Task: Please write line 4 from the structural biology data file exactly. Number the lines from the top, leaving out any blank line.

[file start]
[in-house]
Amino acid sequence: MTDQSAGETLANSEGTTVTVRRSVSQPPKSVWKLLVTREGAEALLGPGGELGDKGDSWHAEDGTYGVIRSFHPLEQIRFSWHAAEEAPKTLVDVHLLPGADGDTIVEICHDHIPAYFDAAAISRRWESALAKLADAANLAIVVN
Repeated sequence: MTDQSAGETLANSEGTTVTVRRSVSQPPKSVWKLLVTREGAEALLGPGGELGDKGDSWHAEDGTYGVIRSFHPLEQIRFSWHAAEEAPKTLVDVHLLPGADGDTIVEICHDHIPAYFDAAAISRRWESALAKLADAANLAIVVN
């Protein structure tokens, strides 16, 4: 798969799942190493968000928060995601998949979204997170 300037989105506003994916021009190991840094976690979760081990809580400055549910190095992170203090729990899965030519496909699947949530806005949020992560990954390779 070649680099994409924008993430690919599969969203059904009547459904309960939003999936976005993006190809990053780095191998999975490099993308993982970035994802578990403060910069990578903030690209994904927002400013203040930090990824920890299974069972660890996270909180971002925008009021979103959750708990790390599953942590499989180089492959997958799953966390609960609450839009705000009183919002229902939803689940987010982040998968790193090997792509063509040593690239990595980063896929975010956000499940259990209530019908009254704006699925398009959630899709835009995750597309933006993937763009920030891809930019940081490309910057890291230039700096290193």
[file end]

């Protein structure tokens, strides 16, 4: 798969799942190493968000928060995601998949979204997170 300037989105506003994916021009190991840094976690979760081990809580400055549910190095992170203090729990899965030519496909699947949530806005949020992560990954390779 070649680099994409924008993430690919599969969203059904009547459904309960939003999936976005993006190809990053780095191998999975490099993308993982970035994802578990403060910069990578903030690209994904927002400013203040930090990824920890299974069972660890996270909180971002925008009021979103959750708990790390599953942590499989180089492959997958799953966390609960609450839009705000009183919002229902939803689940987010982040998968790193090997792509063509040593690239990595980063896929975010956000499940259990209530019908009254704006699925398009959630899709835009995750597309933006993937763009920030891809930019940081490309910057890291230039700096290193």